Not everything on a project will go as planned. Mistakes are to be expected, but it’s important to always accept when you are wrong and to learn from your mistakes. Being accountable for your decisions and actions is vital and sends a strong message to the rest of the team. Paul Dillon, the founder of Dillon Consulting Services LLC, agrees: “Integrity, decisiveness, good judgment, the ability to form a vision and execute it, confidence in your own competence” are hallmarks of highly effective project managers. “Without possessing the project manager qualities like selflessness, which puts the needs and wants of others before your own, you will never get people to ‘follow you to a place where they wouldn’t go to by themselves,’” Dillon says, quoting Joel A. Barker. “And that is why most people fail in leadership positions, I think, or can’t do it at all.” Effective leaders are typically accountable for good or not-so-good outcomes—another one of the leadership qualities of project managers who excel.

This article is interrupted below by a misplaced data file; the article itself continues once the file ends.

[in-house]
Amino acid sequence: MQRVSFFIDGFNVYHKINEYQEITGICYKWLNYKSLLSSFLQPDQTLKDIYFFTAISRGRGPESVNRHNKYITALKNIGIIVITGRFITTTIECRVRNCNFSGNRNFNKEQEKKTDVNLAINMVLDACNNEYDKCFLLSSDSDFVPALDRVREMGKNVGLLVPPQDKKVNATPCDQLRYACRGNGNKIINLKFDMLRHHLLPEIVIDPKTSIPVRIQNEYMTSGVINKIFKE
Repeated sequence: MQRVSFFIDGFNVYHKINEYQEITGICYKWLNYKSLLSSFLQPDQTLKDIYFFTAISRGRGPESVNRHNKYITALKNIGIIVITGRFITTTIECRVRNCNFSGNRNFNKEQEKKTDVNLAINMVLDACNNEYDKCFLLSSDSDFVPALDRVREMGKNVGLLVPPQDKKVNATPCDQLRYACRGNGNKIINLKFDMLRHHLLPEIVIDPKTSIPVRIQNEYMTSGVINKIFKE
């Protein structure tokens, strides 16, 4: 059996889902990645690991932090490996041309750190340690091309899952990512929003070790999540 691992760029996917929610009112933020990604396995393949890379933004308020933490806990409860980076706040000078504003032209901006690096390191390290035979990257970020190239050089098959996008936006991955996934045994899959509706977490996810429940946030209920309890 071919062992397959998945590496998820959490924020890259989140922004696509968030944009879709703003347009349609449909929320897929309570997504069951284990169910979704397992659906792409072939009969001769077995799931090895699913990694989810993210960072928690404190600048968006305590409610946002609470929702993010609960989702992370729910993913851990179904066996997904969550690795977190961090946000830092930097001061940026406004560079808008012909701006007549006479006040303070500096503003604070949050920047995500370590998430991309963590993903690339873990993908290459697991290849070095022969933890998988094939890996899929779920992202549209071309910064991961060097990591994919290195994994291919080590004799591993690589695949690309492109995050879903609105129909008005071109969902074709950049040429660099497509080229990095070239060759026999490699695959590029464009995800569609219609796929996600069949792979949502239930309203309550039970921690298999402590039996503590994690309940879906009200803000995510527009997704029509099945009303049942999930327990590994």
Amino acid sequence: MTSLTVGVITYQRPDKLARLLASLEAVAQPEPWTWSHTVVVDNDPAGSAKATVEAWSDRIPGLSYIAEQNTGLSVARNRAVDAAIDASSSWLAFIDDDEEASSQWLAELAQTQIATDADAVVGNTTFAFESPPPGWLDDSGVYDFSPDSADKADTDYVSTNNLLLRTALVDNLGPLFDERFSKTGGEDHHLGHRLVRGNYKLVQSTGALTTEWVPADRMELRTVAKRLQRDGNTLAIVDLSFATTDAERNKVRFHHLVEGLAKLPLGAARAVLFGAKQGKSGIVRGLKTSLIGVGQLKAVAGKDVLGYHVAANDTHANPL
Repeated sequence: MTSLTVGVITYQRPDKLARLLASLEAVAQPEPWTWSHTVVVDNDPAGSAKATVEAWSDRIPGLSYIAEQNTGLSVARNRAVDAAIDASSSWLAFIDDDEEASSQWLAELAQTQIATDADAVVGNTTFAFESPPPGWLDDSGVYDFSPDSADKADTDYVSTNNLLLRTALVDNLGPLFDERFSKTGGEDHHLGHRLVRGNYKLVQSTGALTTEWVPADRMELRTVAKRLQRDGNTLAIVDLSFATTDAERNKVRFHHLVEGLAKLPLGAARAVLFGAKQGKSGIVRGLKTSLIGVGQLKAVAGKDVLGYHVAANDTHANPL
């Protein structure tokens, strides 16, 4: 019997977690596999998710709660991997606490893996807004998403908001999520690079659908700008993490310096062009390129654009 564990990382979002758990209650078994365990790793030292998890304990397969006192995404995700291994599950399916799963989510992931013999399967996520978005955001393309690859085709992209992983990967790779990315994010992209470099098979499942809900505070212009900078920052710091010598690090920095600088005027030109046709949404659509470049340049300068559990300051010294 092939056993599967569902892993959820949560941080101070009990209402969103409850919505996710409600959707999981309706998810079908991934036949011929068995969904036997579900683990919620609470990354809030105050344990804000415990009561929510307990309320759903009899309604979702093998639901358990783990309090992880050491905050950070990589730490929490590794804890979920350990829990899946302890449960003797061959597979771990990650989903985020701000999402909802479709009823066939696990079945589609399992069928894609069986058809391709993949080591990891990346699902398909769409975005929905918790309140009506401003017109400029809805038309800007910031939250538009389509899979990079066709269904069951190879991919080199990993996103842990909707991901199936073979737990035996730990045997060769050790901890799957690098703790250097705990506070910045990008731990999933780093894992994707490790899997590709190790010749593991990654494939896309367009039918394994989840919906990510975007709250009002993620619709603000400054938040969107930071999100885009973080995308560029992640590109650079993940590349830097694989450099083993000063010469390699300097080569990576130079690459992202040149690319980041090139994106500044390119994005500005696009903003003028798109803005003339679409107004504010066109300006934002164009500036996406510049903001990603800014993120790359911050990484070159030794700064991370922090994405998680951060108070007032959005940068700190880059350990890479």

6. Works in the gray comfortably

All of the previously mentioned attributes speak for themselves, but what truly sets a project manager apart is his or her ability to work in the gray. Effective leaders possess this must-have skill since the majority of projects, regardless of type, industry, size, or complexity, will have gray areas you will need to navigate at some point. Issues with external constraints and complexities, remote project limitations, conflict, and ambiguity — these and other uncertainties will almost certainly be encountered. Joyce Wilson-Sanford, an executive coach, consultant, and writer at JWS Consulting and Read Joyce, says the ability to approach change in an organization, to see when a project is in trouble or can cause trouble, and to not get rattled by delay or crisis or budget cuts is key. Project managers with high technical and high people skills is a tough combination to find, she says. And when you combine those with the ability to work in the gray, you are a very effective project manager indeed.